Scotland’s homegrown Karen Gillan has made quite the career for herself – a Guardian of the Galaxy and even holding her own against Dwayne Johnson in the recent Jumanji: Welcome to the Jungle. However, for her latest project, she steps behind the camera for her directorial debut: The Party’s Just Beginning.


Luisaidh (Gillan)’s life has gone quite off the rails ever since her best friend Matthew (Matthew Beard) commit suicide. With the one-year mark approaching since the tragedy, Luisaidh finds its toll worse than ever before. Unable to confide in anyone and spending her days and nights endeavouring in joyless sex and an obscene amount of drinking, things don’t look great for her. Until one night, she meets Dale (Lee Pace) – a lost spirit, yet a free one, just like herself, he is someone that Luisaidh can relate to and the pair quickly form a touching bond.

As someone that is quite the fan of Gillan’s work thus far, I really went into The Party’s Just Beginning wanting to love it. But whilst there are things this film gets right – the performances are all very credible; Lee Pace’s involvement is a particular treasure here as the charming Dale; Edd Lukas’ cinematography of the bitter Inverness winter is slick and stunning – it’s too little to hide the fact that, as much as she has tried (her effort is evident and certainly very commendable), Gillan’s debut is just not that good. The problems arise from a messy screenplay that is never sure what it wants to be and one that tries to juggle way more than it can handle – it’s a film with no flow through its vein; it lacks cohesive structure in its narrative marrow and feels way too convoluted and frantic for its own good.

The film has echoes of modern society and it is commendable for its efforts in trying to bring light to important topics such as suicide, sexuality, alcohol abuse , transgender acceptance, the importance of love, family and friendship but it all just feels so shoehorned in – as if the only reason these threads are even in the film is for Gillan to breathe some relevance into her film. Considering these themes feel rushed and lack any decent authenticity, they fail to ring true and just feel like extra baggage for a film already weighed down by a lot of unnecessary weight. The characters are also all one-dimensional – all, save from Pace’s Dale but he feels way too underused – and it’s hard to really connect to our character and empathise for her inner turmoil and torment when she just comes across as bland and whiny and contrived in her nature. The Party’s Just Beginning is commendable for its efforts because Gillan certainly tries but it’s a film that bites off more than it can chew and  it’s ends up nothing more than forgettable and tedious as a result.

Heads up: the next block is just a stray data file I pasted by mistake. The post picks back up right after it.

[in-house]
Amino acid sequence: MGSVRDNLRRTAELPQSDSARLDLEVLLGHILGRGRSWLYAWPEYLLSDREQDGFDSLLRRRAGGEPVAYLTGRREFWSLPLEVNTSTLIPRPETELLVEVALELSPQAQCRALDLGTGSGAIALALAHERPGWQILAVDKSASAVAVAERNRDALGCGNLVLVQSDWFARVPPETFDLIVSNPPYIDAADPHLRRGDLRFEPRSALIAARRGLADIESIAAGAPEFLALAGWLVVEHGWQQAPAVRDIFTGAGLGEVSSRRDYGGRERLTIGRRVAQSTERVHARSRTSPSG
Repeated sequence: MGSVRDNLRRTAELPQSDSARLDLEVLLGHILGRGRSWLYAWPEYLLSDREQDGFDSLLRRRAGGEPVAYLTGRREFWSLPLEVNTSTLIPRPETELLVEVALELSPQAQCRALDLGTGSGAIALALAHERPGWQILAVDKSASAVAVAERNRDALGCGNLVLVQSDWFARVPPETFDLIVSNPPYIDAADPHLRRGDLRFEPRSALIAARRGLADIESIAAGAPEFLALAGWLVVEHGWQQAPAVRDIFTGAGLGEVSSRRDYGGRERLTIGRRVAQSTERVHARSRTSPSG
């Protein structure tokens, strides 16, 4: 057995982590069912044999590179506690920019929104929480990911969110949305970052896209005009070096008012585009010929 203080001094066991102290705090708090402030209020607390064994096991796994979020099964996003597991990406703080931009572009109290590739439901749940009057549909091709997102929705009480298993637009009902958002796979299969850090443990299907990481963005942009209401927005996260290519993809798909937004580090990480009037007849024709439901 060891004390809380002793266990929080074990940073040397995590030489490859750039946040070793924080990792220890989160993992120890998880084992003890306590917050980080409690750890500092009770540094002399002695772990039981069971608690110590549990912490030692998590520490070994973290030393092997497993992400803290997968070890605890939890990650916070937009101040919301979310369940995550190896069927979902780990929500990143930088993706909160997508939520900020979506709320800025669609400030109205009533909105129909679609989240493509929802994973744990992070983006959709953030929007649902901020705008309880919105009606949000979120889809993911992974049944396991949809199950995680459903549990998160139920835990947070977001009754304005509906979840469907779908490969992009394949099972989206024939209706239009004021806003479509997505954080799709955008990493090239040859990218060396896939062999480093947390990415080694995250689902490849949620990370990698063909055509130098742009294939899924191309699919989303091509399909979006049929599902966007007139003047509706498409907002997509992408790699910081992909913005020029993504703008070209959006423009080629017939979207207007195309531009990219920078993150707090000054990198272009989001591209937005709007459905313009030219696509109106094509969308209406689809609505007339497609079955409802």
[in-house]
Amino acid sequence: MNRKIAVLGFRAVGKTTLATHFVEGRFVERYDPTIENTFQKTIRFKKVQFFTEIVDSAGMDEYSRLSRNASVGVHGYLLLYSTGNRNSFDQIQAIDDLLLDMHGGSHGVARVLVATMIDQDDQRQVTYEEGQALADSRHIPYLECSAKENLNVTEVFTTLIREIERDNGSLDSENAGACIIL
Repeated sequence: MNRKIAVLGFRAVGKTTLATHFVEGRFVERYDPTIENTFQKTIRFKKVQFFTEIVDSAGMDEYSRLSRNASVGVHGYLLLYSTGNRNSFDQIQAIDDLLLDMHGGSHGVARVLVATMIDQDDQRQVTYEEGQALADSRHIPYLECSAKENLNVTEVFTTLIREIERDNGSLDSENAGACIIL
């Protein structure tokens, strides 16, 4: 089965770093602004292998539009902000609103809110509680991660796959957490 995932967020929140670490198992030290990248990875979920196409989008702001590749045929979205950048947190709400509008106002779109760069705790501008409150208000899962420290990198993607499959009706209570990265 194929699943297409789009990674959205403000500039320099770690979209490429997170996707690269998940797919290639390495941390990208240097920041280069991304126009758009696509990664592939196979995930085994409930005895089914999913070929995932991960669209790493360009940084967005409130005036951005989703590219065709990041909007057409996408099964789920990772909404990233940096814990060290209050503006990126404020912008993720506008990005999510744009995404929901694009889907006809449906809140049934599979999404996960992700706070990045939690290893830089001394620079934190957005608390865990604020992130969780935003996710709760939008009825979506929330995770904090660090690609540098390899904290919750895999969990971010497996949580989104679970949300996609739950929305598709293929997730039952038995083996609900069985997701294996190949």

Karen Gillan bites off more than she can chew for her directorial debut The Party's Just Beginning, sadly making it feel empty and forgettable.

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About the Author

Awais Irfan
Founder of Oasis Awais, and avid lover of life, Awais Irfan's love of writing and film is unequivocal. Ever since he was a little kid, he has loved the cinematic experience; so much so, he is studying Film Production in Glasgow and hopes to be the next "big thing" in directing.

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